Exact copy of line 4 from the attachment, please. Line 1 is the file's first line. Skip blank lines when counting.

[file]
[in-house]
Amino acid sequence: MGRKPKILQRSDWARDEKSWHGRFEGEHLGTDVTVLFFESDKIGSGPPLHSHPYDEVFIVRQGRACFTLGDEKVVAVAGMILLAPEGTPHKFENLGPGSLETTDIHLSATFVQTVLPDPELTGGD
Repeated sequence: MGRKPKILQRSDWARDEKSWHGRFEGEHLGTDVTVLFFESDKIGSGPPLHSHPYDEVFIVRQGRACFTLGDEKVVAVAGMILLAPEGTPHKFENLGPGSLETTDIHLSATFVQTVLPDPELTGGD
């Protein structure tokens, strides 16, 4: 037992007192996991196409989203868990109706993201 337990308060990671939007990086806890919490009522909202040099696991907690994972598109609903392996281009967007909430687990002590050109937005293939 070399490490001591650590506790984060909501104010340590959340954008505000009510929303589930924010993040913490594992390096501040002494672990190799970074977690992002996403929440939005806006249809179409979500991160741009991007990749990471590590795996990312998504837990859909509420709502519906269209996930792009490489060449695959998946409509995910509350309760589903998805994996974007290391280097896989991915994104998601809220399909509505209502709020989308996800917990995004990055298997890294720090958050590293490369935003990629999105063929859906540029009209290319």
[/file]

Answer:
């Protein structure tokens, strides 16, 4: 037992007192996991196409989203868990109706993201 337990308060990671939007990086806890919490009522909202040099696991907690994972598109609903392996281009967007909430687990002590050109937005293939 070399490490001591650590506790984060909501104010340590959340954008505000009510929303589930924010993040913490594992390096501040002494672990190799970074977690992002996403929440939005806006249809179409979500991160741009991007990749990471590590795996990312998504837990859909509420709502519906269209996930792009490489060449695959998946409509995910509350309760589903998805994996974007290391280097896989991915994104998601809220399909509505209502709020989308996800917990995004990055298997890294720090958050590293490369935003990629999105063929859906540029009209290319």